In a Securities and Exchange Commission filing Friday, VeriSign did not indicate the number of shares or target price range for the stock. But based on the registration fee calculation, the company said it hopes to raise $40 million.
VeriSign has vouched for the identities of more than 1.5 million individuals and 35,000-plus Web sites through its issuance of digital certificates on the Internet, a process similar to how a driver's license is used to verify a person's identity. The certificates are used for secure email, credit card purchases, and other financial transactions, and also for access to sensitive information or subscription-only services.
For the nine months ending September 30, the company posted revenues of $6.1 million and a net loss of $12.7 million. Sales from VeriSign Japan, a majority-owned subsidiary, and other international sales accounted for about 15 percent of revenues. Most of the revenue came from the sale of server IDs.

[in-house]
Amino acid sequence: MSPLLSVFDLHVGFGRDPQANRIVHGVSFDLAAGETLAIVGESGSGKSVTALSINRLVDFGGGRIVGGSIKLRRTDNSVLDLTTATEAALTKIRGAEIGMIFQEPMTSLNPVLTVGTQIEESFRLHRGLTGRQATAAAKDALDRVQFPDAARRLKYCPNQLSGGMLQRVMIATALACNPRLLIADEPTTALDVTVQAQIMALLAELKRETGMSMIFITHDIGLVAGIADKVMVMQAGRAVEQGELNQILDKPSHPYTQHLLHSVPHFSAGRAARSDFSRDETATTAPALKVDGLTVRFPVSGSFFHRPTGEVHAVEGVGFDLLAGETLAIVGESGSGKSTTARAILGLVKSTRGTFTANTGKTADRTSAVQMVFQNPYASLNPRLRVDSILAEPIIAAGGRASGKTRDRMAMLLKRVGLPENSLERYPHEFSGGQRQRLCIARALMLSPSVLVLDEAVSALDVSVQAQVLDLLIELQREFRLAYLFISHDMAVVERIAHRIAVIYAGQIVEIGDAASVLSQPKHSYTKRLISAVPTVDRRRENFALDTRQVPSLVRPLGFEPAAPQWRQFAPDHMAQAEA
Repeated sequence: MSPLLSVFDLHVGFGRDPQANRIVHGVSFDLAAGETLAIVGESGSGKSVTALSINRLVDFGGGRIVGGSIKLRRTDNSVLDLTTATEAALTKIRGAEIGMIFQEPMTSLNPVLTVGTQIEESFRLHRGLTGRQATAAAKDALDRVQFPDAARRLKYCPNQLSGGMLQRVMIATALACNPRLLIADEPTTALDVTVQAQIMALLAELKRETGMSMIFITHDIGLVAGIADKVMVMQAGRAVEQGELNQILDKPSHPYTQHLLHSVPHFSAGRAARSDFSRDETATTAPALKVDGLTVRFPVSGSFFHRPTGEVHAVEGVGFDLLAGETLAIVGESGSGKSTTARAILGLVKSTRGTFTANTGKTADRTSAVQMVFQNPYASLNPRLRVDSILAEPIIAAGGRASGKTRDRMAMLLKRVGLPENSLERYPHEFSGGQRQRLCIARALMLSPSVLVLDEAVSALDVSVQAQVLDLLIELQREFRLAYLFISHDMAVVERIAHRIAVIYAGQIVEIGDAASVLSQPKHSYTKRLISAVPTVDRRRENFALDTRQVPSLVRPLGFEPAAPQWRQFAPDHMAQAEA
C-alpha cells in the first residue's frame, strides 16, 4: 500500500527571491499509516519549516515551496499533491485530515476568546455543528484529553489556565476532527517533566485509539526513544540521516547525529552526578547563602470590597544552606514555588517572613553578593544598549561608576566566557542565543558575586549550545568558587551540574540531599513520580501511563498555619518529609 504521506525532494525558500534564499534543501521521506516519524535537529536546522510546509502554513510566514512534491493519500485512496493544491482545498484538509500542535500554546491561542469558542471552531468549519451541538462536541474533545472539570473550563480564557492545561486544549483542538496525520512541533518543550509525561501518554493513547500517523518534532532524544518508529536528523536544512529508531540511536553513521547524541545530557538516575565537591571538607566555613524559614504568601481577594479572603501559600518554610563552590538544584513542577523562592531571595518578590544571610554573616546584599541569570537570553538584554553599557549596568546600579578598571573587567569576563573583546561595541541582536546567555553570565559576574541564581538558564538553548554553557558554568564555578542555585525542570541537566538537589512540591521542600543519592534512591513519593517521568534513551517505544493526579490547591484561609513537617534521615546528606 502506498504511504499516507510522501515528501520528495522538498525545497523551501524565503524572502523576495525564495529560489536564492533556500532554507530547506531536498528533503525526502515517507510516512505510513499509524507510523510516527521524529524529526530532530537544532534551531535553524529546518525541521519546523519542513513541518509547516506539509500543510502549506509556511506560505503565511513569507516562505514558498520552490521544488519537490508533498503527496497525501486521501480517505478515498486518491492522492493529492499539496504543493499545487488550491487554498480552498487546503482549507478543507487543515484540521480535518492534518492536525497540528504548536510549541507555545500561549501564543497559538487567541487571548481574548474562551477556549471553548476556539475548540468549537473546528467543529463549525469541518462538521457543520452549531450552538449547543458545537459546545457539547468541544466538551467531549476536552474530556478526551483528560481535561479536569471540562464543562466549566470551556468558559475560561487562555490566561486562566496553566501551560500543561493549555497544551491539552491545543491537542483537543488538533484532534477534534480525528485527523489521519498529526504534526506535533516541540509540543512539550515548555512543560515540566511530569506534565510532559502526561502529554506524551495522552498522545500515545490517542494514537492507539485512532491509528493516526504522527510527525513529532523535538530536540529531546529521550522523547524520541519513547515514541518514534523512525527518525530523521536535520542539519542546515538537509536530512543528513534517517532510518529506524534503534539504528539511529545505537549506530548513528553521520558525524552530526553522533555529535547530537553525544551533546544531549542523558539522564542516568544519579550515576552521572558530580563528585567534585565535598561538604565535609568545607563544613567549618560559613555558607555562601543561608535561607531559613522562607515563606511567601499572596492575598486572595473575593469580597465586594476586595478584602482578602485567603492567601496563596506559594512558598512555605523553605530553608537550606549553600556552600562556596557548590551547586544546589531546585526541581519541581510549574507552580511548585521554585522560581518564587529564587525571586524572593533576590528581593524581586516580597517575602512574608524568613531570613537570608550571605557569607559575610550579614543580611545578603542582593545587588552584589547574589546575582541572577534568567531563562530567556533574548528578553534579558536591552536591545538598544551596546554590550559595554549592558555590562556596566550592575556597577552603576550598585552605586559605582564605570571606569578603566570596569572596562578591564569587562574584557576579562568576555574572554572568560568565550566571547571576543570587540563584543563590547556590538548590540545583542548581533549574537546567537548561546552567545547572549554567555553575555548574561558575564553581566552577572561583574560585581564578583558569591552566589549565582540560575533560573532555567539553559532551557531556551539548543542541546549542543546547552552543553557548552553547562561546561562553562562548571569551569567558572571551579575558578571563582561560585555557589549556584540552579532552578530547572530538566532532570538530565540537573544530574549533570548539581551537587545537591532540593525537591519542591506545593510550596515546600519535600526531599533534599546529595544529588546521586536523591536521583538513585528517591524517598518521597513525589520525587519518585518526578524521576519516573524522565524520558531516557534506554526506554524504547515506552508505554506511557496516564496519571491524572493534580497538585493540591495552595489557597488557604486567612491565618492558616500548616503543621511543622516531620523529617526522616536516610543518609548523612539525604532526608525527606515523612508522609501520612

VeriSign last year generated $1.3 million in revenue and had an operating loss of $10.2 million. The company intends to use about $5 million of the net proceeds from its IPO for capital expenditures next year, with the remainder being used for general corporate purposes.
The filing indicates that VeriSign has raised $38.6 million in prior financings.
Major shareholders of the company include Security Dynamics (SDTI), the parent of encryption firm RSA Data Security, which owns 28.4 percent of shares before the offering, as well as venture firms Kleiner, Perkins, Caufield & Byers, with 7.9 percent ownership; Bessemer Venture Partners, with 7.8 percent; Visa International, with 6 percent; and Intel, also with 6 percent.
VeriSign has applied to sell its shares under the symbol VRSN.